The pilot of an airliner that crashed on landing killing 158 people had only just woken up and was disoriented, a report found today.
Air India flight commander Zlatko Glusica's reactions were slow as he approached Mangalore airport, the government Court of Inquiry into the May 22 crash concluded.
The flight from Dubai overshot a hilltop runway, crashed and plunged over a cliff. Only eight people survived.
The inquiry examined information from the digital flight data recorder and the cockpit voice recorder of the aircraft, which were found at the crash site.
The panel said that Glusica reacted late and did not follow many standard operating procedures during the landing.
Glusica was suffering from "sleep inertia" after his nap and was "disoriented" when the plane began its descent.
The data recorders caught the sound of heavy nasal snoring and breathing.
Co-pilot, H.S. Ahluwalia, is heard repeatedly warning Glusica to abort the landing and try the procedure again. The last words captured by the recorders as the plane crashed were one of the pilots saying, "Oh my God."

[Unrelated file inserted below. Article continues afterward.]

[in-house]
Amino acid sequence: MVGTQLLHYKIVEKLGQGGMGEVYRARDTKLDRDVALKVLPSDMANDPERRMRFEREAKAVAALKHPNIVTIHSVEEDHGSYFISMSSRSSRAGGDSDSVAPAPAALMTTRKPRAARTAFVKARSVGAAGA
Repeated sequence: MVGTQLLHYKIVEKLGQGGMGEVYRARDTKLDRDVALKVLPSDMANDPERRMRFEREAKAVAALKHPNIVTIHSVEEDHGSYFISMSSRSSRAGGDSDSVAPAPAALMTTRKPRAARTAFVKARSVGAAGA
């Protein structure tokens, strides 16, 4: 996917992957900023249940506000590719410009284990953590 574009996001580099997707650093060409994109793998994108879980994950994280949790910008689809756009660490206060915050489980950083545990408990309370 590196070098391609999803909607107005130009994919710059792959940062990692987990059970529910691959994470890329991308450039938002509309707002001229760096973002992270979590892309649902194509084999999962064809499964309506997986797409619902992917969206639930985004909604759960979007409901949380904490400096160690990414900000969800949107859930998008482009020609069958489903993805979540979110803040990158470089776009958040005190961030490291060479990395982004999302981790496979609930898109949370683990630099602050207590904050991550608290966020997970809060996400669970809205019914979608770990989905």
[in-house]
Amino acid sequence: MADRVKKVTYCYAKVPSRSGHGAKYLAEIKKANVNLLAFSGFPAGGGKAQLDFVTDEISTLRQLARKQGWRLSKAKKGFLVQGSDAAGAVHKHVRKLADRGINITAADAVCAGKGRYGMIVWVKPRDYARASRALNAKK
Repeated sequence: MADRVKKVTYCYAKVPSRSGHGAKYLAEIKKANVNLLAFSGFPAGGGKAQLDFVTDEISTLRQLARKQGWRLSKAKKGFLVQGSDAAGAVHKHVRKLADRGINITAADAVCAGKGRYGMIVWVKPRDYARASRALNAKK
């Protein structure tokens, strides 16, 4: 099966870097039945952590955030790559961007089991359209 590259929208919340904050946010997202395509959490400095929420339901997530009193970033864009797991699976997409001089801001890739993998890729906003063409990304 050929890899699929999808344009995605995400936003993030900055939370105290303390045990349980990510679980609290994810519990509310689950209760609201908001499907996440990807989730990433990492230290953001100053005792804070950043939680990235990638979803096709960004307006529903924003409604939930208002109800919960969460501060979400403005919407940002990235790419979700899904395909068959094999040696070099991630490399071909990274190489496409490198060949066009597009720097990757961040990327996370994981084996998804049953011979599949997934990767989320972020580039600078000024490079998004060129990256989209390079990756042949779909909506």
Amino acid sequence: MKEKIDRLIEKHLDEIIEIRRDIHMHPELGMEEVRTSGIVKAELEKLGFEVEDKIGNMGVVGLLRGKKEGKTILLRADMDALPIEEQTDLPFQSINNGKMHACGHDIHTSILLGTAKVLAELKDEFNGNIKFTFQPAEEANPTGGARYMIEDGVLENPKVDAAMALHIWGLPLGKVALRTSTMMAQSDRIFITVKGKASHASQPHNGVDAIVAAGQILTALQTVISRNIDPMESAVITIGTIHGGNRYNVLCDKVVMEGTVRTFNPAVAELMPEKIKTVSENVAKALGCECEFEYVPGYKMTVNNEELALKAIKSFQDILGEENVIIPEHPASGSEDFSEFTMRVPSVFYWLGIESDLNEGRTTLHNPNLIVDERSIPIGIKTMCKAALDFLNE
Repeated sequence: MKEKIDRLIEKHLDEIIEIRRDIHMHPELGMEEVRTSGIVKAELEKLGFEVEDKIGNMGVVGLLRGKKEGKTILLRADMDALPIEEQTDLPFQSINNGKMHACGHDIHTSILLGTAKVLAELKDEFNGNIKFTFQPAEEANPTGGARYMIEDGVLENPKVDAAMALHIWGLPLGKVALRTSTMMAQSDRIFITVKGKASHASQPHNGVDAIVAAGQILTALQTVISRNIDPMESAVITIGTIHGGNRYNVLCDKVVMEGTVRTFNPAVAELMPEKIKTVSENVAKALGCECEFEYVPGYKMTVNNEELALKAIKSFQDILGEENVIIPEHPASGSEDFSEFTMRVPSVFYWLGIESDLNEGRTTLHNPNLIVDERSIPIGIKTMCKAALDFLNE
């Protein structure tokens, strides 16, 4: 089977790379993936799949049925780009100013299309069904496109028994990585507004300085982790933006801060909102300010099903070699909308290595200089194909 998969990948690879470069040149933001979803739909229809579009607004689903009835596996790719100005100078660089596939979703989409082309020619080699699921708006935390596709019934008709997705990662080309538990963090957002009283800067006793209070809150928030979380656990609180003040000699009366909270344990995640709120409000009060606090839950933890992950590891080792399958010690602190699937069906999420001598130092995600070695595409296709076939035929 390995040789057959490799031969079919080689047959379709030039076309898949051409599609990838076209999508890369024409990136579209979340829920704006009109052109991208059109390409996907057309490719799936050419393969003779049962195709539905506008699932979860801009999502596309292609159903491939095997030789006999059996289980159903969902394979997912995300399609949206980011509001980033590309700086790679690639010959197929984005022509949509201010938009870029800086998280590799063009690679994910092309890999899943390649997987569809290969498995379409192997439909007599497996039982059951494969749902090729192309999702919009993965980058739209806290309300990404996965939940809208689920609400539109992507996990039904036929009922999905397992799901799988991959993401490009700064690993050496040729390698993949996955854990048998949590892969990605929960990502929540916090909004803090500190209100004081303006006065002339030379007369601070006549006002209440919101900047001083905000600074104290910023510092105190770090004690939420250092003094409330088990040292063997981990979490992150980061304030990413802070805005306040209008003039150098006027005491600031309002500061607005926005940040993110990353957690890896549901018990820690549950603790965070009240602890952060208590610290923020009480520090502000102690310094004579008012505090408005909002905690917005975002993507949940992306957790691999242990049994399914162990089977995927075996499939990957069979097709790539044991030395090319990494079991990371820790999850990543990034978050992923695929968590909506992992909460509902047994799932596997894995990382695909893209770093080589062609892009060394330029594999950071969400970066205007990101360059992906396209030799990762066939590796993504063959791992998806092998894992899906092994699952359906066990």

Glusica, a Serbian, had more than 10,200 hours of flying experience, while Ahluwalia had 3,650 hours.
India's Civil Aviation Minister Praful Patel said he had received the report and the government would study it before taking any action.
The Mangalore crash was the worst in India since the November 1996 mid-air collision between a Saudi airliner and a Kazakh cargo plane near New Delhi that killed 349 people.
The report will add to growing concern worldwide about the dangers posed by exhausted pilots working taxing schedules. Pilot unions are fighting efforts by budget-strapped airlines to get them to work longer.
Studies show exhaustion can impair a pilot's judgment in much the same way alcohol does. It is not uncommon for tired pilots to focus on a conversation or a single task and miss other things going on around them, including critical flight information. In a few cases they have just fallen asleep.
In June 2008, an Air India aircraft headed to Mumbai flew past its destination with both its pilots fast asleep in the cockpit. When they were finally woken up by air traffic controllers, the plane, with about 100 passengers on board, was about 200 miles away.
Controllers had to use a special buzzer to wake the pilots who then turned the aircraft around and made a safe landing.
In 2008 again, two go! airlines pilots in the United States were asleep for at least 18 minutes during a mid-morning flight from Honolulu to Hilo, Hawaii, as their plane continued to cruise past its destination and out to sea.
Air traffic was finally able to raise them pilots and they landed safely.Reuse content